Shared ownership is another way to buy your own home. You buy a percentage, and pay rent on the rest. The housing association owns part of it — but you’re living there, you decorate it, and you decide when to sell.
Buying a percentage means a smaller deposit and smaller mortgage. It’s a sooner first step on the ladder for lots of people. Usually, you can also carry on buying shares, to own it 100%.
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66 Empire Square South, 1 bed homes
Situated in the desirable Empire Square development, is this modern one bedroom apartment with a large open plan living space. The flat benefits from an entryphone system to communal hall, reception room/ kitchen, electric heating. This property is located close to local and national transport links and the ever popular Borough market and surrounding amenities.
Local area information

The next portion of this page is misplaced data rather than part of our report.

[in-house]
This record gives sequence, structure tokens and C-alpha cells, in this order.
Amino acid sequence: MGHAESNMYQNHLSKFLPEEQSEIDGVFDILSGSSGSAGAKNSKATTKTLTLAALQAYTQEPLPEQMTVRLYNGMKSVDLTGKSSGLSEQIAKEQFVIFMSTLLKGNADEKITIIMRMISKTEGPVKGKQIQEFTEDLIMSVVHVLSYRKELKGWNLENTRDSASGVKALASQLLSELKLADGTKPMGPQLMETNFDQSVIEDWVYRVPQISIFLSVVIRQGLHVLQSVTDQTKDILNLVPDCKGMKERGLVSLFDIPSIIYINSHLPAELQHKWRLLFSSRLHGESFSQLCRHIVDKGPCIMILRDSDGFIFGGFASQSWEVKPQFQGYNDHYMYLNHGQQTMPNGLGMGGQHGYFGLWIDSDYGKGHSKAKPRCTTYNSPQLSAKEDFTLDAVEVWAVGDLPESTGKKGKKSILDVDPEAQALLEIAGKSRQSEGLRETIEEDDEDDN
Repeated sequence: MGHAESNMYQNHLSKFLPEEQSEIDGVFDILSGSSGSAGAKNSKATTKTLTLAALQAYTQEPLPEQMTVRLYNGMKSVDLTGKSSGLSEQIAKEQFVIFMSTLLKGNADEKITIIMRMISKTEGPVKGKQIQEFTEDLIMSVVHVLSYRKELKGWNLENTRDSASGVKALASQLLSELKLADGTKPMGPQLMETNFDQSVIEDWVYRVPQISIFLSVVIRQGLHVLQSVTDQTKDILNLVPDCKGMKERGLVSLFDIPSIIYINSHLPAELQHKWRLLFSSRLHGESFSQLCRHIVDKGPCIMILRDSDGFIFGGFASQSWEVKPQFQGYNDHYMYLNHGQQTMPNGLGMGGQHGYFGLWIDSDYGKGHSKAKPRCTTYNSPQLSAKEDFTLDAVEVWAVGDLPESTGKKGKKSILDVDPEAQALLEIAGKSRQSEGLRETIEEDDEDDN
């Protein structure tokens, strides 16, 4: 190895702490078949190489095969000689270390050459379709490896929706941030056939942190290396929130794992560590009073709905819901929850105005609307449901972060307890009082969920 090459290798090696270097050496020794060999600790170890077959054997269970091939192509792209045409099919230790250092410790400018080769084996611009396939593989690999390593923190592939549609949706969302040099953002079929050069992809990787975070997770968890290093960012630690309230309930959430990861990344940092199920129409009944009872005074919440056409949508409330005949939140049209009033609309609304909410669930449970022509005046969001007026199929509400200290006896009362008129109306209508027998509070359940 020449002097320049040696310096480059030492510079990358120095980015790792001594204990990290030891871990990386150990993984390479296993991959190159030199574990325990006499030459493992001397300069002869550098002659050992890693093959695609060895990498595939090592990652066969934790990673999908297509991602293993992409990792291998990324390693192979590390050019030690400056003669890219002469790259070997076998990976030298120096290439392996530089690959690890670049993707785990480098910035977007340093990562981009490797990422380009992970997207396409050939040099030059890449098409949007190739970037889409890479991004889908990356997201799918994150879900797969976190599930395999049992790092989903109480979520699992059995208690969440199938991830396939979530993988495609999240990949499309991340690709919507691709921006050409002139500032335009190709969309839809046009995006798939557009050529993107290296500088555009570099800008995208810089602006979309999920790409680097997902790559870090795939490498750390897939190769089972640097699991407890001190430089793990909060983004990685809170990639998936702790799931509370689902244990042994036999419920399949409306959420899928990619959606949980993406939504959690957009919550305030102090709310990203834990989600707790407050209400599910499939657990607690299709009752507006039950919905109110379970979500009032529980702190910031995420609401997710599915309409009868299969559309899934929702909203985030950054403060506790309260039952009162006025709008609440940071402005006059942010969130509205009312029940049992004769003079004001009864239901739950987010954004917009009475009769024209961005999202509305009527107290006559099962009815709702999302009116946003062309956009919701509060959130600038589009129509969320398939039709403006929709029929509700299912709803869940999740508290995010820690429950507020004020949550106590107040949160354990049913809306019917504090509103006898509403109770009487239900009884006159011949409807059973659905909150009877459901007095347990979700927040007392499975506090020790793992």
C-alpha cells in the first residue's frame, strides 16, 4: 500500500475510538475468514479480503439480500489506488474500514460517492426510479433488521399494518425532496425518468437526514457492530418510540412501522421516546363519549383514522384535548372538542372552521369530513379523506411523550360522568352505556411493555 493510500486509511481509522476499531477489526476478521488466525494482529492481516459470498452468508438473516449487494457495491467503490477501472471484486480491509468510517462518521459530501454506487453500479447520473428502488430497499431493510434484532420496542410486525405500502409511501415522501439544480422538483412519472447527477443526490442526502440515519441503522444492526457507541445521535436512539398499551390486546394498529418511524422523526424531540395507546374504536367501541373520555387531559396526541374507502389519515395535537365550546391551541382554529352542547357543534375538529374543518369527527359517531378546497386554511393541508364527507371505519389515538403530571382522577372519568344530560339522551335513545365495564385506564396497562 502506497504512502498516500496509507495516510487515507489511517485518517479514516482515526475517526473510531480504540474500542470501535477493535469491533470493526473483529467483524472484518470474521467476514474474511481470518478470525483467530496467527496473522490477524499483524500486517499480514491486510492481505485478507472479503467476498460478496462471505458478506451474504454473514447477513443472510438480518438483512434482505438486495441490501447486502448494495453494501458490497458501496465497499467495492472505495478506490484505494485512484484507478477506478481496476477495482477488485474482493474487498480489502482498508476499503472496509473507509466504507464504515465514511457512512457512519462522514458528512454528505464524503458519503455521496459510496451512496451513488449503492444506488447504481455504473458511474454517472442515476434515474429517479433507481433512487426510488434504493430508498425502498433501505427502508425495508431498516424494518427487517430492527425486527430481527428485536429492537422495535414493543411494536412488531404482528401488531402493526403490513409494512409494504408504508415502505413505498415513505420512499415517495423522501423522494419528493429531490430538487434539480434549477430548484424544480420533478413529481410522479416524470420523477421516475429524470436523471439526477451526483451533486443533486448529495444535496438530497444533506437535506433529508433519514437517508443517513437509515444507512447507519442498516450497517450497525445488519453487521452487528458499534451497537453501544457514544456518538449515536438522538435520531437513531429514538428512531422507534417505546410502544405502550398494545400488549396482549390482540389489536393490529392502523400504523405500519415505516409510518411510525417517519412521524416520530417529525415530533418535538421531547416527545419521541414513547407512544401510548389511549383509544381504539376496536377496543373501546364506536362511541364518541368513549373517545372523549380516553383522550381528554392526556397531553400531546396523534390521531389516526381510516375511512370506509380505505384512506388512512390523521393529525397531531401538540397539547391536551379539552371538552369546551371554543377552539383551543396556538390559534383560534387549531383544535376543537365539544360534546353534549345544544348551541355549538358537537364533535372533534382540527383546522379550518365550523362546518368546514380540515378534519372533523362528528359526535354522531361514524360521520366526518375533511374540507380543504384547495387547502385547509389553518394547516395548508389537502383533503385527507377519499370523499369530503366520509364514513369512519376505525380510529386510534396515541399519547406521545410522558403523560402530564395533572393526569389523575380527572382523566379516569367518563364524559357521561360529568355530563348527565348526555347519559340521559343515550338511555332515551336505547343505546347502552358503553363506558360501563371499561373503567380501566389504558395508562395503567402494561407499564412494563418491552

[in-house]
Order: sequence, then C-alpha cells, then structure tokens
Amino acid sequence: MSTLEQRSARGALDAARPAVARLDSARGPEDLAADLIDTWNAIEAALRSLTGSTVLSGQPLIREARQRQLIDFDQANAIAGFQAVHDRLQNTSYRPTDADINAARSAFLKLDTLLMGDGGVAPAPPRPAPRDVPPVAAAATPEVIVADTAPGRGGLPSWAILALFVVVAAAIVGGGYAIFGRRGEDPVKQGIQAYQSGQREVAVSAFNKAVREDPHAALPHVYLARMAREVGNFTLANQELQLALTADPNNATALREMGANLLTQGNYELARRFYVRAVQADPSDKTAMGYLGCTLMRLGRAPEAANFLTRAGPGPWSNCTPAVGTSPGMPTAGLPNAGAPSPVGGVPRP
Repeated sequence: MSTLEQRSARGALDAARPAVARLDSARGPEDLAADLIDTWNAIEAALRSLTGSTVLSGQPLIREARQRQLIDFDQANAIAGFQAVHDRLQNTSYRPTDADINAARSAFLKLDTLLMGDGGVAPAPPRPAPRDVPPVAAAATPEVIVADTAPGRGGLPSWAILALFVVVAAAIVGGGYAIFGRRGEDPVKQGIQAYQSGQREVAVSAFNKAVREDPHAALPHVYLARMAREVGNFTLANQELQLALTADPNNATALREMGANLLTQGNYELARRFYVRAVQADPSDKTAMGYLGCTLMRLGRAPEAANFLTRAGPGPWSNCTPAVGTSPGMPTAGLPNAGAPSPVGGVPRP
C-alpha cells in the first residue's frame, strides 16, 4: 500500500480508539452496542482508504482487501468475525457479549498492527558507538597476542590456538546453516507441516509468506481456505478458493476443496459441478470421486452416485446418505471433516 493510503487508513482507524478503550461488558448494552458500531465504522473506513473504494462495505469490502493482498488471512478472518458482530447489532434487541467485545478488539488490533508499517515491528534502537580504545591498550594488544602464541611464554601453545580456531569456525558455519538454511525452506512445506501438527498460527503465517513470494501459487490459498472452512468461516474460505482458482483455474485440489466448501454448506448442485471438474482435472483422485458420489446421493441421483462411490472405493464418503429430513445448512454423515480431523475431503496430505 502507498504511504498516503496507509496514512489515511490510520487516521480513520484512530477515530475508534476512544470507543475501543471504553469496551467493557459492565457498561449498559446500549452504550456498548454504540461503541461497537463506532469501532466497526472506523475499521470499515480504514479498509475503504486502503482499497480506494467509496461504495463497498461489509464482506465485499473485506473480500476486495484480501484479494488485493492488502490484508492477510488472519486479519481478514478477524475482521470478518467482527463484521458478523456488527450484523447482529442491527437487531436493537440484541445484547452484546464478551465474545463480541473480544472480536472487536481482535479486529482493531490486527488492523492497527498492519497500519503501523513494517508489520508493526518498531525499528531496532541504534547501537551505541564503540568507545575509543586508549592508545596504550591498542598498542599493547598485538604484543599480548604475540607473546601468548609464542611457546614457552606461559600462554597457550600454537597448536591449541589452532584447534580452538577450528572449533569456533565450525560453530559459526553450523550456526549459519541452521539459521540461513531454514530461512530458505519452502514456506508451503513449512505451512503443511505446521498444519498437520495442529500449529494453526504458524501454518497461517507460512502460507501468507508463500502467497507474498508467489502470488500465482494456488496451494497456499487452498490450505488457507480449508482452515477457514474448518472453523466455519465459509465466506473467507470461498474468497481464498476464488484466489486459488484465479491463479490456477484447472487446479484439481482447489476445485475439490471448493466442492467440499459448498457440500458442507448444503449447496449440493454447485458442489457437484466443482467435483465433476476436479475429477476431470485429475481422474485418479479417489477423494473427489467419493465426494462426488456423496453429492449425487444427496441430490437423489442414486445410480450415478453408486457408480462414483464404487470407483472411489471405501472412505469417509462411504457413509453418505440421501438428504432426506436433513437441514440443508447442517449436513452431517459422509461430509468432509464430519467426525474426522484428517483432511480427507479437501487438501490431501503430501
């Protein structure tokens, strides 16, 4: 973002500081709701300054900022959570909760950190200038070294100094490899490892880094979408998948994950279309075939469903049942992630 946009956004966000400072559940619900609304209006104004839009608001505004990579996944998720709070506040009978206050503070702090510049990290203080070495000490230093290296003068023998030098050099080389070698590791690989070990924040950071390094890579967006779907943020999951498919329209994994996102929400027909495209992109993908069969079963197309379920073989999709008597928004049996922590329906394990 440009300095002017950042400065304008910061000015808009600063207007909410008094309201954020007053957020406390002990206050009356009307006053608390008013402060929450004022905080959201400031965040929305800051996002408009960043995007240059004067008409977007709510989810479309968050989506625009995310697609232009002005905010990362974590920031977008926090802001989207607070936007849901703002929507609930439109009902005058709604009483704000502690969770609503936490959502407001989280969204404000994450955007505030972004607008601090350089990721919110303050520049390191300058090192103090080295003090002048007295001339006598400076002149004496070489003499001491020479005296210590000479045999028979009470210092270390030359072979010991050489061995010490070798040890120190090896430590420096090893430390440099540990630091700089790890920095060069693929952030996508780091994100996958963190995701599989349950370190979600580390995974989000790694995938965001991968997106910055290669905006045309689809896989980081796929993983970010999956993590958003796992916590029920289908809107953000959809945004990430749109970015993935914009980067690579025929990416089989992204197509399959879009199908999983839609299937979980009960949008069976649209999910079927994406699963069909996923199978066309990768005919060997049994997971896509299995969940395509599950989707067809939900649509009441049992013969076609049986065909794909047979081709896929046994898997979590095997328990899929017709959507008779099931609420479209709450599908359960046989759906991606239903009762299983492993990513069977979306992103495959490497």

The property is located close to public transport links, Borough Underground Station (Northern Line), and numerous bus routes into the City and West End, as well as to the south of the borough and Waterloo. The property is close to Borough High Street (A3), a main arterial road that links The City and Central London to the south of the city and beyond.
Min share price from: £118,750 for a 25% share
Full price from: £475,000
Minimum deposit from: £5,938
Monthly rent from: £795
There is only one available priced at £118,750 for a 25% share.
It’s the same as buying on the open-market but you’re buying a share of a property, so therefore pay a mortgage on the part you own.
An independent mortgage advisor can help suggest which type of mortgage might be best for you, based on your situation.
Leasehold, which is essentially the contract for the share you've bought.
It means you've got the right to keep your home for a certain number of years (usually at least 125), but the land belongs to someone else. Your lease also sets out how much you need to pay each month, your responsibilities while living there and all the details of your agreement with the housing association. Make sure you go through it and ask lots of questions.
Your solicitor can help you with this.